Here, these two personalities show us two reactions to Jesus: the sinful woman recognised her sin and need for forgiveness and grace, while the lip-pouting Pharisee found propriety and self-standing more important than humbling recognising God was sitting at his dinner table.
The Crowds Seeking Signs and Wonders
Throughout the beginning of the book of Luke, we see crowds following Jesus and marvelling at the signs and wonders He performed. In Luke 7:11, we read “Soon afterward he went to a town called Nain, and his disciples and a great crowd went with him…” This crowd had gone by the time Jesus loses His fame. They followed Him around, delighting in what they were seeing and often responded with the right reaction of glorifying God (Luke 7:16-17). Yet the majority of them came wanting their sick healed, wanting their demons cast out, wanting what Jesus could give them. But they didn’t HEAR what He was saying. They came for the remedy to their ailment but not for the true diagnosis. Faith and understanding was so often missing and so the crowds quickly dispersed when Jesus’ popularity declined. I often wonder in the age of Facebook what Jesus’ stats would have been doing- at times, there would have been great chatter, but quickly I think His ‘likes’ would have turned to ‘dislikes’ and the chatter would have faded. Do we ever come to Jesus for what He can give us, instead of for Who He is?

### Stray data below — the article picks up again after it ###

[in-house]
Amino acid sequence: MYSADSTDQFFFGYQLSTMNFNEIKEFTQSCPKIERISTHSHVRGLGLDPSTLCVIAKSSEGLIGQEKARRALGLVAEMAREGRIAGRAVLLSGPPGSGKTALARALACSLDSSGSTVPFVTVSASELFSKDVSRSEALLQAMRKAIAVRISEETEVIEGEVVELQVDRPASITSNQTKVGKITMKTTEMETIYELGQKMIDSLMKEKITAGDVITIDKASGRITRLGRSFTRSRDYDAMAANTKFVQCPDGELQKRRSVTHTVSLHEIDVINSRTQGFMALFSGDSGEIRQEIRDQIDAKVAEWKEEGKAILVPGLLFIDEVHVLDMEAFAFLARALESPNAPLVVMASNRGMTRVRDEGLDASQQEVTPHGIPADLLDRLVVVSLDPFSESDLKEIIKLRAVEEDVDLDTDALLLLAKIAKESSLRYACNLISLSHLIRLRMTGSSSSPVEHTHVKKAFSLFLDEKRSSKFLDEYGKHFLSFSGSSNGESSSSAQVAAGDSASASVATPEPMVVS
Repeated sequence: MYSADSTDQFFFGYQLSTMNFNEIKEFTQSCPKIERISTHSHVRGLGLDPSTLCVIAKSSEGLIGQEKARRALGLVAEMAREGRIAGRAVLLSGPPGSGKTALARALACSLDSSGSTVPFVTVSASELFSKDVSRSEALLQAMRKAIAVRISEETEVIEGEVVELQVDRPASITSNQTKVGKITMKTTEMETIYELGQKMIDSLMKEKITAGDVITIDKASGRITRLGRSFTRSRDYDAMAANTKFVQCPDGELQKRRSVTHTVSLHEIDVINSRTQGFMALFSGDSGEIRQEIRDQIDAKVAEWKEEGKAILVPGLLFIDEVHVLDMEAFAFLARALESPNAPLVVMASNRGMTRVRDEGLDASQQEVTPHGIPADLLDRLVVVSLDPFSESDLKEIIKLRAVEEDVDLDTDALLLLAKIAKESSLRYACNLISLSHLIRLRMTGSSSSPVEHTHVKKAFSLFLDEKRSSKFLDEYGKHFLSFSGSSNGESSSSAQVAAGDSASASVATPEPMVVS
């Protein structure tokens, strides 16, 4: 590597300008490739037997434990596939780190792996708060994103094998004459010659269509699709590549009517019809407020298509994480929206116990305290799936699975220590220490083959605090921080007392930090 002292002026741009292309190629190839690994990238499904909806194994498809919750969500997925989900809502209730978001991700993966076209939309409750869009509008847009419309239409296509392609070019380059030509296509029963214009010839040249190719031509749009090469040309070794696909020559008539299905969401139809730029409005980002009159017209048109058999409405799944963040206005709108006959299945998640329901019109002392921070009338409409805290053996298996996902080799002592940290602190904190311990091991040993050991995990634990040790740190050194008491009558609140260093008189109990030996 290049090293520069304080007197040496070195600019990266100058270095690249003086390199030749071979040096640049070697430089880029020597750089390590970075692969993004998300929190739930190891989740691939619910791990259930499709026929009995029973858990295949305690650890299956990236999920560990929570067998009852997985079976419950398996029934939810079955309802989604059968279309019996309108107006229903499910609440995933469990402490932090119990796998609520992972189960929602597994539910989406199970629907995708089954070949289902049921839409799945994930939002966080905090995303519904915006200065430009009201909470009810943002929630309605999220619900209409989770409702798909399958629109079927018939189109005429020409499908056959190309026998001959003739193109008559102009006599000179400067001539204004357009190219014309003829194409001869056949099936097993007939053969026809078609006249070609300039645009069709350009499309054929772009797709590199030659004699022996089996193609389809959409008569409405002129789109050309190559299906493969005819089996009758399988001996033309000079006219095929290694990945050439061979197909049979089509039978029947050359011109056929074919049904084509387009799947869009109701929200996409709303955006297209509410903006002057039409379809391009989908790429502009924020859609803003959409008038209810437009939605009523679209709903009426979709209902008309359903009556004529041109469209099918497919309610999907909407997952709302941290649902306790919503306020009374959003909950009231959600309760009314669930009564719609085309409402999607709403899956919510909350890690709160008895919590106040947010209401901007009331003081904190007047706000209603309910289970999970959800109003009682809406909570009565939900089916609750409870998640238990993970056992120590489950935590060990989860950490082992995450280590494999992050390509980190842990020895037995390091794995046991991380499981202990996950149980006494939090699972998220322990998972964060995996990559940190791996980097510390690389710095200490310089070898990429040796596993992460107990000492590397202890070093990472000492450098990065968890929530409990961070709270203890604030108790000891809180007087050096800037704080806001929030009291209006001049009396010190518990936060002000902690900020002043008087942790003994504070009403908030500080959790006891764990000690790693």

The Centurion of Great Faith
In Luke, 7:1-10, we read of the Centurion (a Roman officer) with a sick servant. Now this servant was very valuable to the Centurion and he was knocking on death’s door.
When the centurion heard about Jesus, he sent to him elders of the Jews, asking him to come and heal his servant. And when they came to Jesus, they pleaded with him earnestly, saying, “He is worthy to have you do this for him, for he loves our nation, and he is the one who built us out synagogue.” And Jesus went with them.